I use photography to show something about where I’ve been or people whom I’ve met. As well as trying to see the beauty in a scene or situation, I’m also trying to convey ideas and feelings. My photography is about me and what I do, who I meet and where I go. All my photography tries to contemporary and creative. I’m resistant to being fitted in to a taxonomy by categorisation such as “travel” or “conceptual” or “nature”. All image-making is political simply by the act of selection and hence exclusion but I am not campaigning for any particular point of view, except to try to see the positives and to live life to the full.
I use 645, 35mm and DX formats plus a handy little digital compact that shoots RAW files. I’ve experimented with non-lens photography - do ask!
I first worked in a monochrome/silver wet darkroom at age 7, helping my Father with scientific prints; I’ve used colour negative materials since age 21 and digital since 2005. I use Photoshop (Adobe) and Photopaint (Corel).
“And a Nightingale Sang in Berkeley Square” - song written in Le Lavandou and made famous in 1940 by Vera Lynn.
Cheery cherry tree blossom on the trees in a road in Barons Court as I walked past on my way home from the tube station back from Heathrow airport.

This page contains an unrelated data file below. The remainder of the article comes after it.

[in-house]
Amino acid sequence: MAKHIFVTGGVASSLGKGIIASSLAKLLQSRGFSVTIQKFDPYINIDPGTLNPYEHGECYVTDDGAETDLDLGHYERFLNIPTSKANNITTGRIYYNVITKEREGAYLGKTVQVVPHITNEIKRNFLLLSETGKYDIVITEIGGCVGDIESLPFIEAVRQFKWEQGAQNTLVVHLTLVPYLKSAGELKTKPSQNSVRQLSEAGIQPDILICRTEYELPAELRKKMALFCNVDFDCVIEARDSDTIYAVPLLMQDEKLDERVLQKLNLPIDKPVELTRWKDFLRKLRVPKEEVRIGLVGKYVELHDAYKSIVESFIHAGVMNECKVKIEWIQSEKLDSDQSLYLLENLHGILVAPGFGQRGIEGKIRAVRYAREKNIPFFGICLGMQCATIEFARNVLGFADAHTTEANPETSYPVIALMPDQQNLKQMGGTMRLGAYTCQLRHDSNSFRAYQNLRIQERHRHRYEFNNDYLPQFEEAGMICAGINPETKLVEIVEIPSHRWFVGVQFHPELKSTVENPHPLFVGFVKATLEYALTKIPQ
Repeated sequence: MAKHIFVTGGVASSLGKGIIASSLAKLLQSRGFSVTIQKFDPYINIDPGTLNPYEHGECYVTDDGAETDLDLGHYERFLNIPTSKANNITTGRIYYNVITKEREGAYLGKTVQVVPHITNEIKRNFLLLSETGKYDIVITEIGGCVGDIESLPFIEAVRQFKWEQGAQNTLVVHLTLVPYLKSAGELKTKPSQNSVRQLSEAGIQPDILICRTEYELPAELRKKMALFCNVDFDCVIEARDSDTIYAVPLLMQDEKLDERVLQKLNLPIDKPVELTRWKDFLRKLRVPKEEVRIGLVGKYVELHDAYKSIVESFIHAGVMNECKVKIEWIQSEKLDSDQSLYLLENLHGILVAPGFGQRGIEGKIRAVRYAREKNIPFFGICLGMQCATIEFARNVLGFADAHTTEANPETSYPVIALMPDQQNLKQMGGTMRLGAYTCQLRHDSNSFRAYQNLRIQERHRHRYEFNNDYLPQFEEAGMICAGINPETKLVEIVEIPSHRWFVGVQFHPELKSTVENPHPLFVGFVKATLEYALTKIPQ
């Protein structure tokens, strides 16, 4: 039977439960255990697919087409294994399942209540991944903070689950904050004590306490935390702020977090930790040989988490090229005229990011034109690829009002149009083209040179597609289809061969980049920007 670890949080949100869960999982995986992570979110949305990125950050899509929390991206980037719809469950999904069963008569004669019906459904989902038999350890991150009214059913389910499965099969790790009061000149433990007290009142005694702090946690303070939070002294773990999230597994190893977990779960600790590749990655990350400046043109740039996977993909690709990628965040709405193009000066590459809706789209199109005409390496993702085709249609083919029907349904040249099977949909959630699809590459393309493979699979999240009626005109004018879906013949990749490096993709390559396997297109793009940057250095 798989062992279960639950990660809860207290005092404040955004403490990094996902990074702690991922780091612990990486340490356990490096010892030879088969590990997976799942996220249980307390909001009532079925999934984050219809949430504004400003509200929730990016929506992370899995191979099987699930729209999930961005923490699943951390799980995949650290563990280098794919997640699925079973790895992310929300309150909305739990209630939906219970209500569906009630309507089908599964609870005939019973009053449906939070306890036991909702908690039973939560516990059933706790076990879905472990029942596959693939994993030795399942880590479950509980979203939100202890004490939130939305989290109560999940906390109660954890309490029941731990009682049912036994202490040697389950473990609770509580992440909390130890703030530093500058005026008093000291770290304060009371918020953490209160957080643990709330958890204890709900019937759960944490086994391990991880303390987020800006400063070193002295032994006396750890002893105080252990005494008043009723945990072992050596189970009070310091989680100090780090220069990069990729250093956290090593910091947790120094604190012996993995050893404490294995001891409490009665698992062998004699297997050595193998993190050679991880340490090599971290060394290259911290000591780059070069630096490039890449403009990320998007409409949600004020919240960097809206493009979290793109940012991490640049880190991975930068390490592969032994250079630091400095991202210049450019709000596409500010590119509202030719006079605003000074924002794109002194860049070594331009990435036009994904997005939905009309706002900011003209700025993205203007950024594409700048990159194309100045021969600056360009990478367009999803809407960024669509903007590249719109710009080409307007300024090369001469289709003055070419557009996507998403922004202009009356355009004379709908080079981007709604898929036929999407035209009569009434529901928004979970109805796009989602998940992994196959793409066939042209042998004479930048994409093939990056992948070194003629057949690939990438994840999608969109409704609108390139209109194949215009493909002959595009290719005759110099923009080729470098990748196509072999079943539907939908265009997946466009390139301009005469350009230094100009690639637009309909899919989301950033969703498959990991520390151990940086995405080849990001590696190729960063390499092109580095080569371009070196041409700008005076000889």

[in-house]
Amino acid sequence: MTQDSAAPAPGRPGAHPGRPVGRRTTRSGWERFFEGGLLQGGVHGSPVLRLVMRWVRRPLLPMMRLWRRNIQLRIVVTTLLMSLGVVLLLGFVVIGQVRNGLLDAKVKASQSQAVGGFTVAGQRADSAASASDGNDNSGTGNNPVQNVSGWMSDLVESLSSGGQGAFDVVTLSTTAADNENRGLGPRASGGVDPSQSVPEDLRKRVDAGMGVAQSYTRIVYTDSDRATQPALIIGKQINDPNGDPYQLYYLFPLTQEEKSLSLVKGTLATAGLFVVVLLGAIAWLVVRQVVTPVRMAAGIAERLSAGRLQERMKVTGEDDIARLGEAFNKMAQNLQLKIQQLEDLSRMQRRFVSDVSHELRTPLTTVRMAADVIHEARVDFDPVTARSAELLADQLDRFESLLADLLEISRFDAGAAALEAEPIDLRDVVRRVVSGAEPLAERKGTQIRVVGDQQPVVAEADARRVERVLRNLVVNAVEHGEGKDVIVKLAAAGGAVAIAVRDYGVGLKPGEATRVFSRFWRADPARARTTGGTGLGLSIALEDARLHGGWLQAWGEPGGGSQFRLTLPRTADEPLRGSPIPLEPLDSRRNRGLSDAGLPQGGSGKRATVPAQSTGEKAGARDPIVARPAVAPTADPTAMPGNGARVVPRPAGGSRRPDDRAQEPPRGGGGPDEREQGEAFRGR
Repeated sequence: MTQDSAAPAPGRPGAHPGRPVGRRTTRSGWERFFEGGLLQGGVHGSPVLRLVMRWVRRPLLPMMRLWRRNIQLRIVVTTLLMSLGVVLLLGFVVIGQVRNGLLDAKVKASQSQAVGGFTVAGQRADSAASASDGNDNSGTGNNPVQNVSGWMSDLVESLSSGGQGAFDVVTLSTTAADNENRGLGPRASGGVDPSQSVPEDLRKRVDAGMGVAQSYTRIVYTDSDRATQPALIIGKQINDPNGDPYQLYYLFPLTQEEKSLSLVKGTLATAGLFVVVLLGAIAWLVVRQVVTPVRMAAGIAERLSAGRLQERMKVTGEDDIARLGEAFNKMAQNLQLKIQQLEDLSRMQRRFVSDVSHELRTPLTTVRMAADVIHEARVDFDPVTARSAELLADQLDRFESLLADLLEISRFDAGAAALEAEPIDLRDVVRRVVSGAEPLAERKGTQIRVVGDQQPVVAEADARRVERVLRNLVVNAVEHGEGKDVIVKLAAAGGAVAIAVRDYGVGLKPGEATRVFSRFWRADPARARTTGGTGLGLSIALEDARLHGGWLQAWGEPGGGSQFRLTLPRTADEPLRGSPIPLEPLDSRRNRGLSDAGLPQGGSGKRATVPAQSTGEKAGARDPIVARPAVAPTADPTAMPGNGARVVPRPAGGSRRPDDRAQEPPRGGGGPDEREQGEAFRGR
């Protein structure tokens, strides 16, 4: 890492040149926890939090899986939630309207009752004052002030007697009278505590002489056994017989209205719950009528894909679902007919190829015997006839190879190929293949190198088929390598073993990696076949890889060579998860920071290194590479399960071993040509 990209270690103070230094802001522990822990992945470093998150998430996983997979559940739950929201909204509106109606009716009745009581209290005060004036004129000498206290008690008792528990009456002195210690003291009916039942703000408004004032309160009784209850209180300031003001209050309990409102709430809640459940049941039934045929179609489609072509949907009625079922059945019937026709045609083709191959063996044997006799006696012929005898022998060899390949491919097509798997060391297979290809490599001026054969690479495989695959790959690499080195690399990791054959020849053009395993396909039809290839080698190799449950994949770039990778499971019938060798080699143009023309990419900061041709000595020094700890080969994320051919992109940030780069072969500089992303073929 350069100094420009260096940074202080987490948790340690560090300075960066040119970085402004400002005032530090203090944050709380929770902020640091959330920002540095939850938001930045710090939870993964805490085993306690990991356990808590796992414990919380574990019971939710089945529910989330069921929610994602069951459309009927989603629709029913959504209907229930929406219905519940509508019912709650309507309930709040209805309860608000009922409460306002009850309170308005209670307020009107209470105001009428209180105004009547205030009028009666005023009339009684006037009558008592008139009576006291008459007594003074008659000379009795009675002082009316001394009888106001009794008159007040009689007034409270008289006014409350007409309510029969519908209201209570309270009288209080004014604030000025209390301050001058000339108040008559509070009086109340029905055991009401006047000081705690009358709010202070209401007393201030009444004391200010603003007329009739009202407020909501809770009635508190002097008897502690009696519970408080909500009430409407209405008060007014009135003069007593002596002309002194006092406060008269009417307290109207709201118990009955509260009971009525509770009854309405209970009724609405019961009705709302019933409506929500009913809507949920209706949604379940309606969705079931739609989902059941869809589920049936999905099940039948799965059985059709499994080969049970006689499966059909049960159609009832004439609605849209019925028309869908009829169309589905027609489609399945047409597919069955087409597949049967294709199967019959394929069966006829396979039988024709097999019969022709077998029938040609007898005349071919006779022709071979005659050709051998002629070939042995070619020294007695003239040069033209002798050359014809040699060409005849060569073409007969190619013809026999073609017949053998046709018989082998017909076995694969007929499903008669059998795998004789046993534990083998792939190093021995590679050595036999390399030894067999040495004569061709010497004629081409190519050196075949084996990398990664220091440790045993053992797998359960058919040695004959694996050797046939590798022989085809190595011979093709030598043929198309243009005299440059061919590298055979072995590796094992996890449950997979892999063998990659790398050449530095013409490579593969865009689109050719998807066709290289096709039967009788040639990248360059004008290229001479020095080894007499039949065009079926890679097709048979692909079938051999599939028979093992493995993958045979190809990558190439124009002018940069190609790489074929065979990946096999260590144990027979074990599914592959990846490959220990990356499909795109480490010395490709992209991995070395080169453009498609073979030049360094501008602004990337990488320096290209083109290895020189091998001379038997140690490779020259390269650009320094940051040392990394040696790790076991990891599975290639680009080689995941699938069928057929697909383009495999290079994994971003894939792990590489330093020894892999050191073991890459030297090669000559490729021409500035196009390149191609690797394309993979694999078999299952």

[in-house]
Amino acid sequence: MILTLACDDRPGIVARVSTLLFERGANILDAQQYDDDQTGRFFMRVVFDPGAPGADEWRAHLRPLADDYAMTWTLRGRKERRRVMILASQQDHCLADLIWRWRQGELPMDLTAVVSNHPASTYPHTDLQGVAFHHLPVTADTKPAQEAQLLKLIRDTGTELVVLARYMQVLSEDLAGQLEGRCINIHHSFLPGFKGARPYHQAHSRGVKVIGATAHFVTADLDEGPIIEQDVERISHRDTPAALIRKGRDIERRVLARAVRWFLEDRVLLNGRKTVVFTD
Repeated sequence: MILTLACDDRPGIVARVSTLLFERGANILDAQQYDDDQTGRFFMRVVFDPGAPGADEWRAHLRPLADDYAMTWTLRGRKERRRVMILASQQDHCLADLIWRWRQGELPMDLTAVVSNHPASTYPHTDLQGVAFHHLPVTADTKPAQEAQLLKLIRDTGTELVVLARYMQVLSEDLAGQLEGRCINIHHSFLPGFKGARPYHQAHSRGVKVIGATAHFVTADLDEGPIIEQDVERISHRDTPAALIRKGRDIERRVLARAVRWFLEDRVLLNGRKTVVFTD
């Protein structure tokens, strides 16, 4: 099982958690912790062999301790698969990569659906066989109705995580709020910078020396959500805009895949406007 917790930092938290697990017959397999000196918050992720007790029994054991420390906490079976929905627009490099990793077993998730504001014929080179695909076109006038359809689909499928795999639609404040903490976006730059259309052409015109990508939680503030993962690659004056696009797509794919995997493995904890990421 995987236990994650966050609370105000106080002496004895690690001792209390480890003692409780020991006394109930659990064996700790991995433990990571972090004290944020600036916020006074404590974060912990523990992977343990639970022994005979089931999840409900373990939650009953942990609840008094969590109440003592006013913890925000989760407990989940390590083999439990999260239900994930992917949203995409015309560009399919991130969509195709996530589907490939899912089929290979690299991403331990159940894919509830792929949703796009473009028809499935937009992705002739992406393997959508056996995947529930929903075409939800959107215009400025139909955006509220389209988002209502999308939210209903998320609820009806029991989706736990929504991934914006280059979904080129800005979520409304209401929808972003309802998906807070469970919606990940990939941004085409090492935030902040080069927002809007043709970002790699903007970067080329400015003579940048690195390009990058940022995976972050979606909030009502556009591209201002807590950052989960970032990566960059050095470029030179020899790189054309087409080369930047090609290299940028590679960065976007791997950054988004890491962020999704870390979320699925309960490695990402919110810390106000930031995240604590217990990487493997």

Ironical how lovely London looks when there is this crisis building around us. The heart-warming sight of the cherry blossom reminds me of the song lyrics “And a Nightingale Sang in Berkeley Square”, made popular by Vera Lynn in 1940. And by bizarre coincidence, the song was written and first performed in a bar in Le Lavandou, where I was also in a bar, just this Saturday past..
The trees will survive, so will we.
The urban jungle, a confusing checkerboard construction of squares that aren’t, false perspectives and humans. What is real and what is just in our minds?
My contribution to this month’s RPS Contemporary Group’s topic: “The Real and The Unreal”, with fond memories of the graphic art of M.C. Escher and the paintings of L.S. Lowry.
This is a single natural image.
Architecture of 245 Hammersmith Road, W6 by Sheppard Robson.